Slave is a beautiful but short version, with some extra percussion from Marc Daubert, and Jeff's part comparable to Page's rhythm sections today. This version ultimately sounds much different than any post-Page version of the song. Mike has a little bit more room to manuever with Jeff doubling-up essentially on his parts. Also, the extra percussion allows the song to march onwards forcefully, even in the quieter and now silent pauses. Trey's solo isn't even close to what most of you expect out of a Slave solo, but the build is quite nice. I think it is one of the better builds in the song's history, honestly (but I'm also a sucker for older shows).

Next, a cover by the Allman Brothers "Don't Want You No More" that is not particularly memorable. Phish does a so-so job covering it, but what is more interesting is the drum jam that follows, pitting Fish with Marc Daubert and it even seems like Trey joins in there somehow (likely, as Trey has referenced enjoying Drum jams with Fishman before). This goes on for quite a while, and at the end, Trey starts up Skippy.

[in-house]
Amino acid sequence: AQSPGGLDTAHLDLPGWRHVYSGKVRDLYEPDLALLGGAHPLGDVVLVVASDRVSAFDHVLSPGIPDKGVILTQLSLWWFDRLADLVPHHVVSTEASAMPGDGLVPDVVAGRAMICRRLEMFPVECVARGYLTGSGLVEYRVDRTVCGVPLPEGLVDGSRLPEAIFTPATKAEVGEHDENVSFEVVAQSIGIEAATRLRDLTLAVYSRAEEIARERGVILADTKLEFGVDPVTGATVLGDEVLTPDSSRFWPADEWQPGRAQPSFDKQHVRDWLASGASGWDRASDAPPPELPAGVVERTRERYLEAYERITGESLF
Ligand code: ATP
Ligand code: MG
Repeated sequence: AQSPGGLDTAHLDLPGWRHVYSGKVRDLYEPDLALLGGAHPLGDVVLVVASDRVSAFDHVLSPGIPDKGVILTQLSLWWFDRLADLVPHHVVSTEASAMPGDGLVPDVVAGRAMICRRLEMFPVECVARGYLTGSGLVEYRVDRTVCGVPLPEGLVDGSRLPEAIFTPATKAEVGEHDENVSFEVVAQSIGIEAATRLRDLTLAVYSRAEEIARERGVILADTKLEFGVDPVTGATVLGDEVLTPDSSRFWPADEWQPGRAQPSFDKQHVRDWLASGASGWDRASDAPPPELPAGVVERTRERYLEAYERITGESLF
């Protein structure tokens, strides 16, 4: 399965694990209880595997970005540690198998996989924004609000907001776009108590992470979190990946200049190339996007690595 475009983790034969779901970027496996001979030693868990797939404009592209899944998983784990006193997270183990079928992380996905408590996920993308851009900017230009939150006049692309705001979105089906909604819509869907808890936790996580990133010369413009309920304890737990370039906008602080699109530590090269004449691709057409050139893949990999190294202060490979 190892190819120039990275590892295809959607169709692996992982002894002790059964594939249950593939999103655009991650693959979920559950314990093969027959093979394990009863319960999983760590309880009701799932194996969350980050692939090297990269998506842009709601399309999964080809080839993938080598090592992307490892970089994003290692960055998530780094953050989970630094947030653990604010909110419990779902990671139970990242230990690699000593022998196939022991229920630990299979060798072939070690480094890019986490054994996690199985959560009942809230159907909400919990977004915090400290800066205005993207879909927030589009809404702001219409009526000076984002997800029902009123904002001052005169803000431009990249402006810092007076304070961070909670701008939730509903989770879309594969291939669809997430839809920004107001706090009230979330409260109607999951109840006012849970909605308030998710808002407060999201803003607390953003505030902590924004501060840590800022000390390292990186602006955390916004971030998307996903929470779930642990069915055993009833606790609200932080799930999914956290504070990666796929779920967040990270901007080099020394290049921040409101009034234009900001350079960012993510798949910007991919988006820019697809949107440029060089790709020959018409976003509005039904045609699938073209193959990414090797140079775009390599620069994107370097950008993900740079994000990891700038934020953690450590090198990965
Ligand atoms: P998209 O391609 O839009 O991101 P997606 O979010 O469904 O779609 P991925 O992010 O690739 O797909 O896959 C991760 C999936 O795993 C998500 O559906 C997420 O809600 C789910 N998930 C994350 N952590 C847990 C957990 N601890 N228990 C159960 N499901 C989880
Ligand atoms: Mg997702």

Skippy features the Dude of Life with a funny build-up introduction from Trey. It mimics the traditional Icculus builds most listeners are familiar with. Skippy essentially was eviscerated later by McGrupp, so imagine McGrupp with interesting lyrics about a mighty-mouse-esque figure and the Dude's skewed voice. The Dude definitely brings Skippy to a thrashing conclusion. The audience seems a little confused, but the band moves into Fluffhead, a shortened original-style version of the song, albeit a bit sped-up with a different tempo than today. It also has the Dude on vocals. This is definitely the fastest version I've ever heard and pretty interesting due to the fact that it has not only additional percussion, a double-time tempo, the Dude screaming, and Jeff adding to the chaos.